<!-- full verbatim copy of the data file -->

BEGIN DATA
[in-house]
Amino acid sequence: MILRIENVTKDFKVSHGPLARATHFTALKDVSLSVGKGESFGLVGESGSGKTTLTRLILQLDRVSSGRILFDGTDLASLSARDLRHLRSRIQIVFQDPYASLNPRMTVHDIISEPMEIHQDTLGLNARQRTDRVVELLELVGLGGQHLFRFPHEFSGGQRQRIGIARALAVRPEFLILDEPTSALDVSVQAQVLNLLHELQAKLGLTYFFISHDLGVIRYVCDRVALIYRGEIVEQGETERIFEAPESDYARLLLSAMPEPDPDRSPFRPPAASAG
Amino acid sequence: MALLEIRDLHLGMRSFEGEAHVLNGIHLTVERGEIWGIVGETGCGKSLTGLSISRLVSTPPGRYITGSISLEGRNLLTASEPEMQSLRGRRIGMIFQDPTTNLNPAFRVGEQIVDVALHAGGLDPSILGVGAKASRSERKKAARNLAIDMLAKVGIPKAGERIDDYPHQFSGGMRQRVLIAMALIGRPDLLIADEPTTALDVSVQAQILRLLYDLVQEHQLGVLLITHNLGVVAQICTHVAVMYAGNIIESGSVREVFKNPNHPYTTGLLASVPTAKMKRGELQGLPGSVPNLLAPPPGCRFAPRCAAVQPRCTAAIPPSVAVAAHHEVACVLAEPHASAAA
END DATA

[in-house]
Amino acid sequence: MILRIENVTKDFKVSHGPLARATHFTALKDVSLSVGKGESFGLVGESGSGKTTLTRLILQLDRVSSGRILFDGTDLASLSARDLRHLRSRIQIVFQDPYASLNPRMTVHDIISEPMEIHQDTLGLNARQRTDRVVELLELVGLGGQHLFRFPHEFSGGQRQRIGIARALAVRPEFLILDEPTSALDVSVQAQVLNLLHELQAKLGLTYFFISHDLGVIRYVCDRVALIYRGEIVEQGETERIFEAPESDYARLLLSAMPEPDPDRSPFRPPAASAG
Amino acid sequence: MALLEIRDLHLGMRSFEGEAHVLNGIHLTVERGEIWGIVGETGCGKSLTGLSISRLVSTPPGRYITGSISLEGRNLLTASEPEMQSLRGRRIGMIFQDPTTNLNPAFRVGEQIVDVALHAGGLDPSILGVGAKASRSERKKAARNLAIDMLAKVGIPKAGERIDDYPHQFSGGMRQRVLIAMALIGRPDLLIADEPTTALDVSVQAQILRLLYDLVQEHQLGVLLITHNLGVVAQICTHVAVMYAGNIIESGSVREVFKNPNHPYTTGLLASVPTAKMKRGELQGLPGSVPNLLAPPPGCRFAPRCAAVQPRCTAAIPPSVAVAAHHEVACVLAEPHASAAA